Our sages point out that we tell two stories at the Seder. One for the children that emphasizes the plagues, the splitting of the Red Sea and the physical liberation. The story we tell ourselves, as adults, is more nuanced. The physical liberation was only the first step; still to be accomplished is the spiritual liberation from the Egyptian or contemporary culture. The exodus led to Mount Sinai and receiving the Torah which has commandments for our body and emotions implicitly stating that both can be under our control. “The only one who is free is one who is involved in Torah. (Avos 6:2) Our sages were not naive. They recognize that this is a lifetime struggle. “If a Jew never has to say a ‘taku’ (‘taku’ is a talmudic expression which means the answer is unknown) about unresolved questions in his life; if all life’s questions are answered, he is nothing more than a fool. At the same time, the need to face unsolved questions should not change our guiding principles (Rabbi Soloveitchik).
Moral maturity invokes our ability to live with complex situations and emotions. One of the glories of Judaism is that it reflects the complexity of the moral life without retreating into skepticism or relativism. We can make moral judgments; grey does not refute the existence of black and white. (Rabbi Sacks)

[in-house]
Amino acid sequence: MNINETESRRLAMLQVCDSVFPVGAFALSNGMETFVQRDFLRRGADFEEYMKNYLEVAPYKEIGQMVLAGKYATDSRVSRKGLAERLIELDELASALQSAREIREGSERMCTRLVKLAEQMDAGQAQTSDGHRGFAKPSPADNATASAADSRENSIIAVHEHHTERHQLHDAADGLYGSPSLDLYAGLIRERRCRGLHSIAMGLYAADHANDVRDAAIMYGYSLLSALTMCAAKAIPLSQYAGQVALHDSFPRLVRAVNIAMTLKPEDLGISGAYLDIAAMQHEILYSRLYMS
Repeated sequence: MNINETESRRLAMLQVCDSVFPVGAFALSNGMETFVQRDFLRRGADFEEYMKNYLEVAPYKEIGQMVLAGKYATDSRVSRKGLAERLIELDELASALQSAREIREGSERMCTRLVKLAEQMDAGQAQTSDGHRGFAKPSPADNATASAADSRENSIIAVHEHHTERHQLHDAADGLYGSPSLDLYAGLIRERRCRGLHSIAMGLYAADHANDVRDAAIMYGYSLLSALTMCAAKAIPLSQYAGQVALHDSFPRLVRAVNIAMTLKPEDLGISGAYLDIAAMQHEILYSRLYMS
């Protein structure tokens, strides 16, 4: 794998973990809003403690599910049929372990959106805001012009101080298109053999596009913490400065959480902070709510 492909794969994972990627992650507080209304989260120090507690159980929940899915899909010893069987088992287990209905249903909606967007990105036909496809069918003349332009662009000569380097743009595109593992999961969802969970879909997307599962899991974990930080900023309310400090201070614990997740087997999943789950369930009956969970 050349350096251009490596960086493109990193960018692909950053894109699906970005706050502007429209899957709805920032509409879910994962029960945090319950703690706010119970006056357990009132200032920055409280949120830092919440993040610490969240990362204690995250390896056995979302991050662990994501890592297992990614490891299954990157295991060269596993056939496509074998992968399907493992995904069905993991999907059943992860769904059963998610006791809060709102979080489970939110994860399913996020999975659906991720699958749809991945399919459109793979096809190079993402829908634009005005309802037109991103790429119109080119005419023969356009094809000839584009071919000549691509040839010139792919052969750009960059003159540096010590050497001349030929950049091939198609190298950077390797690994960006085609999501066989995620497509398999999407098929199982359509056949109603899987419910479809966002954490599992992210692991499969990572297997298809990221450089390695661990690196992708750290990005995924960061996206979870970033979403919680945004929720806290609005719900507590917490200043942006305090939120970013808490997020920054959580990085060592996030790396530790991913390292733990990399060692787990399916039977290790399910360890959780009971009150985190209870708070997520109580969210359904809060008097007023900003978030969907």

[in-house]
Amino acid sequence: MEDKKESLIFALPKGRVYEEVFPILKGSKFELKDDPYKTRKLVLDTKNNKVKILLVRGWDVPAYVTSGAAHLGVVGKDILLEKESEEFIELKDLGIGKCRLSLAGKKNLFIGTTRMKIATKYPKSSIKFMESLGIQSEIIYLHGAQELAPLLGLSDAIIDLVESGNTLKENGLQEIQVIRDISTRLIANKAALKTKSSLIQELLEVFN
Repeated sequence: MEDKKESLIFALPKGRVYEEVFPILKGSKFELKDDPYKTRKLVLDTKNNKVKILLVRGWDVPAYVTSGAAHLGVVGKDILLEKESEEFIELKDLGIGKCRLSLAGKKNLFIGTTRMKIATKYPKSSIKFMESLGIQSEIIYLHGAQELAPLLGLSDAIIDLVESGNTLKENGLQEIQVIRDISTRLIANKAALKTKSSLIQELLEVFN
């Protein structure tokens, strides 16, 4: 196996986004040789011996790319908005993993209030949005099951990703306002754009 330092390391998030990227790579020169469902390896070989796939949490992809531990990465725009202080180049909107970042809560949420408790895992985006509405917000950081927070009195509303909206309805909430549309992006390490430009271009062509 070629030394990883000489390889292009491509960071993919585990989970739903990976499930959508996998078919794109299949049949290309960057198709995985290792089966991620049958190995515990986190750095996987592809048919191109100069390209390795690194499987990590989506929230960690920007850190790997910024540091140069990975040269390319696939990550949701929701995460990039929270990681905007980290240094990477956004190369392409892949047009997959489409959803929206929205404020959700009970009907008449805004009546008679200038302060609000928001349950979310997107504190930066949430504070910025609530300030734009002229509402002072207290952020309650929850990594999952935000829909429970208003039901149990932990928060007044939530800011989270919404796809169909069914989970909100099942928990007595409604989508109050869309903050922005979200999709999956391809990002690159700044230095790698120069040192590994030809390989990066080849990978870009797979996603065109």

At one point in the Seder we flick drops of wine: there are many explanations – the one Rabbi Sacks likes best is that the drops of wine represent tears for the pursuing Egyptians who drowned in the sea.
A passage in the Talmud states that when the waters covered the Egyptian soldiers the angels wished to sing. God silenced them by saying ‘my creatures are drowning in the sea and you wish to sing a song.” “You shall not despise the Egyptians because you were a stranger in his land.” (Deuteronomy 23:8) Rabbi Soloveitchik is harsher; he sees the drowning as measure for measure. The first holocaust in our history took place when an earlier pharaoh ordered all newborn Jewish boys be thrown into the sea. (Exodus 1:22)
Passover and Identify
“The wicked son, what does he say? What is this service to you? To you, not to him, when he set himself apart from the community he denies the very core of our beliefs.” (Haggadah) Pesach has been linked by the Torah with chavurah – community to such an extent that one sage is of the opinion that an individual cannot offer the pascal lamb, only a group may do so. The Pesach differs from all other sacrifices because it is a symbol of freedom. Freedom is expressed in the realm of family, of community, of being together. (Rabbi Soloveitchik, Festival of Freedom, p. 43).
“Korban Pesach (pascal lamb sacrifice) and circumcision are the only positive commandments whose violation are subject to the punishment of ‘kares’… this seems to indicate that Korban Pesach and circumcision are fundamental aspects of Jewish identity. (Rabbi Soloveitchik, Exalted Evening) Kares or cutting off often refers to severance from the community of Israel. Judaism equates the termination of existence with cutting off the self from community for the individual strikes roots in eternity only by abiding within its confines. (Rabbi Soloveitchik, Family Redeemed).
We no longer have the pascal lamb sacrifice but the Seder and afikomen (the matzo which is eaten at the end of the meal symbolizing eating of the sacrifice) takes its place as identity markers. When we sit at the Seder we identify with the countless number of Jews who have celebrated Passover for over three thousand years and with contemporary Jewry who celebrate with us. We have our differences but we are one family.